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Traverse City "Official Foodie Town" - Hotels filling up Fast

Traverse City: Available and Affordable?

May 1, 2013
Traverse City: Available and Affordable?

Traverse City is now a legitimate “foodie town” with statewide and national buzz, while Pure Michigan helps fuel another likely blockbuster summer tourism season.

But as the region soars toward another peak season, is there fear that the Cherry Capital could become a place where “no vacancy” signs and high hotel rates could prevail?

Ron Robinson, director of operations for Comfort Inn, Cambria Suites, Shadowland Motel and Best Western Four Seasons, is ready for a nearly perfect balance of occupied hotel rooms and just enough demand for more.

“The last couple of years we’ve had 95 to 98 percent occupancy in July and August. Certain weeks are sold out already,” Robinson says, adding that while there’s “lots of openings midweek,” these, too, will eventually fill up.

As demand rises, “there’s pressure to increase the rates,” Robinson admits. But, matching pricing with amenities is crucial, he says.

“People who are coming up and paying a higher rate are expecting all the amenities to be there—like we have a complimentary shuttle to take people downtown for dinners."

Rate jumps at local hotels are a result of basic supply and demand, insists Traverse City Convention & Visitors Bureau Executive Director Brad Van Dommelen.

“People who travel further distances, who come from out of state, tend to be not as rate sensitive and are used to traveling to other destinations where rates are higher,” he says. “They are from East Coast, the Carolinas … they have created additional demand for our product. It’s enabled through pure economics for hotels to increase rates, which is a very positive thing.”

Jeff Weaner of Traverse Bay Inn in Traverse City agrees there’s pressure to raise rates, but is mindful of staying competitive.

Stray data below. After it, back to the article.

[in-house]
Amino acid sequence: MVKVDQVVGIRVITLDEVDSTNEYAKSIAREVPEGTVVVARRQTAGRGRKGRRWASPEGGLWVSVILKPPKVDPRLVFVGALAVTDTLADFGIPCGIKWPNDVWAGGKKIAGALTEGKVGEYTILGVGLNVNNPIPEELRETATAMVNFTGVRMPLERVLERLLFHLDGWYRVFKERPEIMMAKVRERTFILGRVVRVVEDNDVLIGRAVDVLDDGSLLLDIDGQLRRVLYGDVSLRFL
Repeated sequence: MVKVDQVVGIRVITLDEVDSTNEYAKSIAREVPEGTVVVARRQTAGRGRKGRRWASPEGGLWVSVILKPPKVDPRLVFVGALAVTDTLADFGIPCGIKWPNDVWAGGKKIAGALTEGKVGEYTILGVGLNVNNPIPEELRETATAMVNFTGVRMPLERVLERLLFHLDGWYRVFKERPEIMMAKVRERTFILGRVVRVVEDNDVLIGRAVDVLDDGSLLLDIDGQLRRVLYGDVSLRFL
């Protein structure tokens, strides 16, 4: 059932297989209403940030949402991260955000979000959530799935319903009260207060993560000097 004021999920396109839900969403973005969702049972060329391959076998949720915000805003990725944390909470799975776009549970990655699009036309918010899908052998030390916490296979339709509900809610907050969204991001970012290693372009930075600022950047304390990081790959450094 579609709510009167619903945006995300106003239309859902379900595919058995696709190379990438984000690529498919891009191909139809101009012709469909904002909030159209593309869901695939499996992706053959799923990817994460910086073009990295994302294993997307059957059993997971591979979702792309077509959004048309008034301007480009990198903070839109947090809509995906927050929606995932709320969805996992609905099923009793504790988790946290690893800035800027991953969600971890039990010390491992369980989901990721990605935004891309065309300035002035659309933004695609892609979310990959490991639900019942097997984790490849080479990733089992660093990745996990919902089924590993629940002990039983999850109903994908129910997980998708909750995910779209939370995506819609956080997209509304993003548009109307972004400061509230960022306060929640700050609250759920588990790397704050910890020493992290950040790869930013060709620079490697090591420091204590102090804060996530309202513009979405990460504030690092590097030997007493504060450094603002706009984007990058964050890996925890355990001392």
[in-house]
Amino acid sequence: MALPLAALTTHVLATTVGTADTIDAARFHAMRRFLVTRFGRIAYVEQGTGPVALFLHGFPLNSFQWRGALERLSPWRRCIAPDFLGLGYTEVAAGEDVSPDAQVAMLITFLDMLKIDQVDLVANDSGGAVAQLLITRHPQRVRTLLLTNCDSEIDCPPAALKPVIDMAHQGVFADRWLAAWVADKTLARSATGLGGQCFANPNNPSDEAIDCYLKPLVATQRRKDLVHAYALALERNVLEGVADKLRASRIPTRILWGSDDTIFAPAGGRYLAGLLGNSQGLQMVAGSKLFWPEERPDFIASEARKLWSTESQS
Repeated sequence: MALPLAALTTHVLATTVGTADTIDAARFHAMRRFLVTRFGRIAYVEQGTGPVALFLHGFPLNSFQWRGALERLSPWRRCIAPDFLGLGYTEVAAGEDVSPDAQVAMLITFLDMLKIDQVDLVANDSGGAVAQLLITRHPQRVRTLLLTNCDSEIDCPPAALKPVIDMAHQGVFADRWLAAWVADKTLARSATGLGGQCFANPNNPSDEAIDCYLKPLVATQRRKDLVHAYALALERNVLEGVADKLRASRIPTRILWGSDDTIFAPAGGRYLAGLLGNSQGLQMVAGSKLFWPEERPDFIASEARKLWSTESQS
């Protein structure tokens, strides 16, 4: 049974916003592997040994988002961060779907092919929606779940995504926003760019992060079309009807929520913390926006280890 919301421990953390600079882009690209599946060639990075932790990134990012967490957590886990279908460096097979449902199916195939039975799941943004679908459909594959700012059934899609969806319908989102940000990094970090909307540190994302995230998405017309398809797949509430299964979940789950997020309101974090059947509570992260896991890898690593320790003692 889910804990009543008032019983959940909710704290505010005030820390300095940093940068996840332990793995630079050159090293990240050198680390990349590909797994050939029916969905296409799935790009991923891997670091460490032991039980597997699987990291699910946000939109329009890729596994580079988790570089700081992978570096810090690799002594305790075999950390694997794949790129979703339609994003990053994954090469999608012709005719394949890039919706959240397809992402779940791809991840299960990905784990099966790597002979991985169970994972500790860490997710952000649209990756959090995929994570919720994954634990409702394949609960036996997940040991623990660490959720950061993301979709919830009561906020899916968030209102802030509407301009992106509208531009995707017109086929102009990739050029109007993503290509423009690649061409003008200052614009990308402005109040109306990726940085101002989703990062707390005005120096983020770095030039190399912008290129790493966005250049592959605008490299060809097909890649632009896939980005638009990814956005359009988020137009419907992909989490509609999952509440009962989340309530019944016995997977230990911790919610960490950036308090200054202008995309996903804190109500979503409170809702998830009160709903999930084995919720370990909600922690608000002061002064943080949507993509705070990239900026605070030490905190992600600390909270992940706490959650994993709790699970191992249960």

“I don’t want to get to the point where my rates are too high,” he says. “It’s a fine line. I do improvements every single year. My theory is if you’re not moving ahead, you’re moving backwards. We work really hard and try to keep things in great shape. But you have to look at where you fit in … you want to portray [your hotel] appropriately.”

Like most hotels and motels, the Traverse Bay Inn has been booked for most of July and August 2013 since 2012.

The Traverse City area has more than 5,000 guest rooms at hotels, motels, resorts, condos and B&Bs. In 2012, Traverse City’s average daily occupancy rate was up 5.1 percent from 2011, Van Dommelen says. Michigan’s overall daily occupancy rate was up 3.9 percent, while it was up 4.8 percent nationwide.

So what are the rates for peak summer hotel stays in Traverse City? The Ticker did a quick search on hotels.com, selecting the long Fourth of July weekend for a family of five. The result: Just two Traverse City hotels are available, with rates of $340 and $250 per night. (Three other hotels were located outside Grand Traverse County, and 41 other hotels were mentioned as “not available on your travel dates.”)

This summer will bring hotel owners a boon season, virtually the opposite situation they faced in 2008-09, when steep discounts to attract travelers was the norm, Van Dommelen says.

Shop for all your Traverse City Real Estate Needs and Community information, maps, links (including dining & hotels) at www.c21jb.com
Posted: Wednesday, May 01, 2013 11:46 AM by Jon Becker

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